Breaking Rules and Busting Myths

Breaking Rules and Busting Myths

When it comes to cooking, some rules are made to be broken. Here's a roundup of some of my favourite rule-breaking moments from my Asian Myths series.

Growing up in an Asian household usually means learning rules – a lot of rules. And this is especially true in the kitchen. For those of us who have learnt recipes and dishes from our elders, there’s a familiar sense that things have to be done a certain way, that traditions have to be upheld.

Well, my series Asian Myths exists to challenge that stereotype. In each episode, I take a rule or myth about Asian cooking, and put it through the ringer. Sometimes, we find out that age-old wisdom exists for a reason, and some rules are not meant to be broken. Other times, we found that old wives’ tales were just that, and so we found newer, better ways to cook up a storm.

Here are some of my favourite mythbusting moments from the show:

Making Silky Smooth Congee in 15 Minutes!

15 Minute Fish Congee

This is one of my favourite hacks to date – making it possible to make silky smooth Cantonese-style congee in just 15 minutes, thanks to some freezer magic. Rinsing the rice before freezing it allows the water on the rice grains to expand and make little holes in the rice. This trick is exactly what Asian Myths is about: blending science with classic traditional recipes, while saving you time and effort!

There’s No Need to Toast Belacan

Sambal Tumis

Here’s another one that saves cook time. Making your own sambal has always been a laborious, intimidating process. After this episode of Asian Myths, I proved to myself that you could at least eliminate one stinky step: toasting the belacan. I’m so happy that I can now make homemade sambal without worrying about this fiddly process.

So You DO Have to Blanch the Meat

Green Carrot and Radish Soup

In this case, the rules turned out to be right! It’s always been a must to blanch meat and rinse it before making Chinese-style soup. I wanted to test if I could skip this step, but in the end, the wisdom of elders like my grandmother won out. The soup made with blanched meat had a cleaner, meatier taste, as well as a clearer appearance. Although this result means that I have to do this extra process when making soup, I enjoyed finding out, because it shows that in many cases, tradition exists for a reason.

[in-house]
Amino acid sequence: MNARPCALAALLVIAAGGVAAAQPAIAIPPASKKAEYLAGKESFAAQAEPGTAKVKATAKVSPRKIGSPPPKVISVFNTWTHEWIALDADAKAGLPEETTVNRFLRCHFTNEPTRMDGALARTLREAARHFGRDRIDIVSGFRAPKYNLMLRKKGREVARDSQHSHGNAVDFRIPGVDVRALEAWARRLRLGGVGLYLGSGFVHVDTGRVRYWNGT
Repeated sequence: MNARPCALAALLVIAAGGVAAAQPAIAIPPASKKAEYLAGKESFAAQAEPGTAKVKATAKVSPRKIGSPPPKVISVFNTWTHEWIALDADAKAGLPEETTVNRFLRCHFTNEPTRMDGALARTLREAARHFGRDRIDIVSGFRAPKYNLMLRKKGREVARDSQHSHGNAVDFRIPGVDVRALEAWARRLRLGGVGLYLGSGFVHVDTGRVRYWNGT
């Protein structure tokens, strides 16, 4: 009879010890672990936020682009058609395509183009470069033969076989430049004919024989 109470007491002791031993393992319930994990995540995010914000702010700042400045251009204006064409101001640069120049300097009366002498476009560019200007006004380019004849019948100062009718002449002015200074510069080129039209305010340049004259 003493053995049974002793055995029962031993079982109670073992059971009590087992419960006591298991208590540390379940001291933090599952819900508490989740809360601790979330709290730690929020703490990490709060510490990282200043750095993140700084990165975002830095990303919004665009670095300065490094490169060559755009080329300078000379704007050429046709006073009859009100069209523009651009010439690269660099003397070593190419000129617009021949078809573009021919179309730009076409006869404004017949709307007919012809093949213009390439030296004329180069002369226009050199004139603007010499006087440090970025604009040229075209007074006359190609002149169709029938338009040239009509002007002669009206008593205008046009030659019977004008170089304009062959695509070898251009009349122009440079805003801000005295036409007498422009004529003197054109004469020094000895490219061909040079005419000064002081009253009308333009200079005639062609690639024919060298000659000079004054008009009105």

Ripe Bananas Always Win

Classic Banana Cake

Banana cake is one of my favourite things to make – and eat! – so it’s no surprise that this episode is a highlight for me. I tested 4 types of banana, making 4 banana cakes (getting a little dazed in the process). The result? Naturally overripe bananas always make the best banana cakes. I tested a hack I found online that recommended baking under-ripe bananas in the oven to ‘ripen’ them quickly, but I found that this trick made subpar cake. It just goes to show that you can’t trust every ‘hack’ you read without proper testing.

Historically, Asian cooking has been passed down from cook to cook in the kitchen, without written cookbooks. That means that a lot of rules have been memorised, and even though we know so much more about science and cuisine now, we still unthinkingly parrot those practices.

I hope that if you’ve tuned into Asian Myths, the one thing you’ll take away is that we don’t have to stick to any rules or myths when cooking. When they work, then sure, we listen to those traditions. But if there’s a better, or easier, way to cook Asian dishes, then some mythbusting is more than welcome.

Sarah Huang Benjamin is a chef and food writer based in Singapore. Check out her personal blog at . Follow her culinary adventures on all socials at @sarahhuangbenjamin.

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